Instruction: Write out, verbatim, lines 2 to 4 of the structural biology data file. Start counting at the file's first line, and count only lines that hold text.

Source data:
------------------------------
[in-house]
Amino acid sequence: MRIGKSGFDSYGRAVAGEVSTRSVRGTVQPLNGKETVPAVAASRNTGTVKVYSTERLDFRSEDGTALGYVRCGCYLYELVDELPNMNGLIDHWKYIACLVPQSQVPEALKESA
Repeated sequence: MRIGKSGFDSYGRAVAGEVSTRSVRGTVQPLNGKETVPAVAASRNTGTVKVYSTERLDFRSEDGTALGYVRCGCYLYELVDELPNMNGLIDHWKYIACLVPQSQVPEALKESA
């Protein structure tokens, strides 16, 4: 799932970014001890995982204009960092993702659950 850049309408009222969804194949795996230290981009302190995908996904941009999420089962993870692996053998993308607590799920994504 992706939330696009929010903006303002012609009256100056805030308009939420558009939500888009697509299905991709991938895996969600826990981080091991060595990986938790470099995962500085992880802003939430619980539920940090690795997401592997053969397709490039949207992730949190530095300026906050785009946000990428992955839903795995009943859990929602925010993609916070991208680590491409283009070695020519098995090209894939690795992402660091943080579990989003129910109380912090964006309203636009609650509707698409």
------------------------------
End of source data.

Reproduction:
Amino acid sequence: MRIGKSGFDSYGRAVAGEVSTRSVRGTVQPLNGKETVPAVAASRNTGTVKVYSTERLDFRSEDGTALGYVRCGCYLYELVDELPNMNGLIDHWKYIACLVPQSQVPEALKESA
Repeated sequence: MRIGKSGFDSYGRAVAGEVSTRSVRGTVQPLNGKETVPAVAASRNTGTVKVYSTERLDFRSEDGTALGYVRCGCYLYELVDELPNMNGLIDHWKYIACLVPQSQVPEALKESA
């Protein structure tokens, strides 16, 4: 799932970014001890995982204009960092993702659950 850049309408009222969804194949795996230290981009302190995908996904941009999420089962993870692996053998993308607590799920994504 992706939330696009929010903006303002012609009256100056805030308009939420558009939500888009697509299905991709991938895996969600826990981080091991060595990986938790470099995962500085992880802003939430619980539920940090690795997401592997053969397709490039949207992730949190530095300026906050785009946000990428992955839903795995009943859990929602925010993609916070991208680590491409283009070695020519098995090209894939690795992402660091943080579990989003129910109380912090964006309203636009609650509707698409």